White House officials and Asian leaders are worried that North Korea may provoke a crisis in an effort to throw President Donald Trump’s trip to the region off script.
Their concern is that North Korea’s leader, Kim Jong Un, might conduct a ballistic missile test — or even a far more shocking atmospheric nuclear test — during Trump’s visit to Japan or South Korea, and that Trump would respond by escalating rather than defusing tensions.
Trump has met Kim’s recent provocations with growing anger, including his August threat to unleash “fire and fury” against the North.
“The biggest challenge may be crisis management,” said Patrick Cronin, senior director of the Asia-Pacific Security Program at the Center for a New American Security. “We have to be ready for how we deal with the unexpected.”
South Korean intelligence has detected activity at a North Korean missile facility that would be consistent with a coming test launch, South Korea’s Yonhap News agency reported Friday.
That suggests Kim could again cast his shadow over a meeting between Trump and Japanese Prime Minister Shinzo Abe, who will play golf together late Saturday Eastern time.
The last time Trump and Abe met, in mid-February, Kim fired a missile over Japan as the men dined at Trump’s Mar-a-Lago resort in Florida. Advisers huddled around the leaders’ outdoor table with maps and flashlights in a chaotic scene that analysts say Kim must have relished.
One Asian diplomat said it was impossible to predict what Kim might do, but said that a missile test would offer an opportunity for the U.S. and its allies to “show solidarity” against Kim’s regime.
Trump administration aides have planned ahead for such a contingency, according to one source familiar with the discussions.
The sense of uncertainty underscores Kim’s ability to spark an international crisis at the time of his choosing.
It also illustrates the way the young dictator’s nuclear program frames Trump’s larger Asia policy, crowding out other priorities to the exasperation of U.S. and Asian officials alike.
Japanese officials, for instance, worry the U.S. focus on North Korea is a distraction from China’s rising military might and territorial aggression.
North Korea hasn’t tested a missile since mid-September, a notable pause after a summer of repeated launches — but one also consistent with what experts call a seasonal lull seen in past years.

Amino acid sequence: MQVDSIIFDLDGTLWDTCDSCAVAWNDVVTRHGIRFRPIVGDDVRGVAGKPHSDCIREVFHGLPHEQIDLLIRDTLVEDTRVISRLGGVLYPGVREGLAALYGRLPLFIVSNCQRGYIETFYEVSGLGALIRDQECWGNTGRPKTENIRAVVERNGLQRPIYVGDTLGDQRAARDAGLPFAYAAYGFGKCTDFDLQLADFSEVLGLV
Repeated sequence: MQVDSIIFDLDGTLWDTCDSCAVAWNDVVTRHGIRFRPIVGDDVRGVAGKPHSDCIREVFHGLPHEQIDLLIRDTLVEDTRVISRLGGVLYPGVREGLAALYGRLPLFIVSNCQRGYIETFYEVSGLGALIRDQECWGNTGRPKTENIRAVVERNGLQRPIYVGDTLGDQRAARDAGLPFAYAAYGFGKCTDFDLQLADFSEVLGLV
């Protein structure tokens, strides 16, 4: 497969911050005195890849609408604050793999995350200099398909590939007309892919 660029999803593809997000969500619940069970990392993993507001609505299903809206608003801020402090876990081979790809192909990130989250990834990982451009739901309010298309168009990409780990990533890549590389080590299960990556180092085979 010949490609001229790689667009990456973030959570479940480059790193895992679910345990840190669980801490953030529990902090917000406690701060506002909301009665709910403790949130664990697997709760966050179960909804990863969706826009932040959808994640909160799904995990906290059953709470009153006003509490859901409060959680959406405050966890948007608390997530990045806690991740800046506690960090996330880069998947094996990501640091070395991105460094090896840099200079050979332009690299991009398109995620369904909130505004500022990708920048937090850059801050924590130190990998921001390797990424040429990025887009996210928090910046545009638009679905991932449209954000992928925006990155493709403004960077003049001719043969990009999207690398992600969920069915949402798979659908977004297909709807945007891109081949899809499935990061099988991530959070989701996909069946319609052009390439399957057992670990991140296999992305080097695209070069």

Some Asian officials worry that, whether or not Kim tests a weapon, more threats from Trump could set back already faint prospects for diplomacy with North Korea — the only way to avoid a disastrous war in their neighborhood.
South Korea’s government helped to persuade Trump not to pay a customary visit to the demilitarized zone on its border with North Korea, for fear of further inflaming tensions with Pyongyang.
South Korean Prime Minister Moon Jae-in wants to persuade Trump to open a direct diplomatic channel to Kim, a goal shared by China.
“The South Koreans have been encouraging high-level backchannel discussions with North Korea,” said Cronin, of the Center for a New American Security. “But the Trump administration wants to be sure the north is receptive.”
When Secretary of State Rex Tillerson said last month that the U.S. was “probing” the prospect of diplomacy with the north, Trump said his chief diplomat was “wasting his time trying to negotiate” with the North Korean leader, whom he derided as “Little Rocket Man.”
That rhetoric angers not only Kim but also Moon, who fears a miscalculation that could put his country in the crosshairs of a North Korean attack.
Briefing reporters at the White House on Thursday, Trump’s national security adviser, H.R. McMaster, laughed off the idea that Trump exhibit more rhetorical restraint during his 13-day Asian tour.
“I don’t think the president really modulates his language — have you noticed him do that?” McMaster asked reporters.
Trump will arrive in Japan days after a pair of American B-1B bombers based in Guam staged an exercise over South Korea that the North’s official Korean Central News Agency described as a “mock nuclear strike drill.”
“The reality clearly shows that the gangster-like U.S. imperialists are the very one who is aggravating the situation of the Korean Peninsula and seeking to ignite a nuclear war,” KCNA fumed.
Experts on North Korea’s nuclear program are almost resigned to a missile launch in the next two weeks that would mark further progress toward Kim’s goal of placing a nuclear warhead atop a missile capable of hitting the mainland U.S
“I wouldn’t be surprised in the slightest to see North Korea do a missile test during the trip,” said Adam Mount, a senior fellow with the Federation of American Scientists.
Far more alarming would be North Korea’s first atmospheric test of a nuclear weapon, presumably over the Pacific Ocean. Such a test would produce terrifying images of a mushroom cloud and could spread dangerous radiation over a wide area.
North Korea threatened to detonate an atomic bomb over the ocean after Trump’s speech at the United Nations in September in which he mocked Kim as “Rocket Man,” and on Oct. 25 the country’s foreign minister reiterated the threat.
“They often tell us what they’re going to test ahead of time, and this is what they’re signaling next,” Mount said. “I don’t expect it to come during the Trump visit, but no one can say for sure.”
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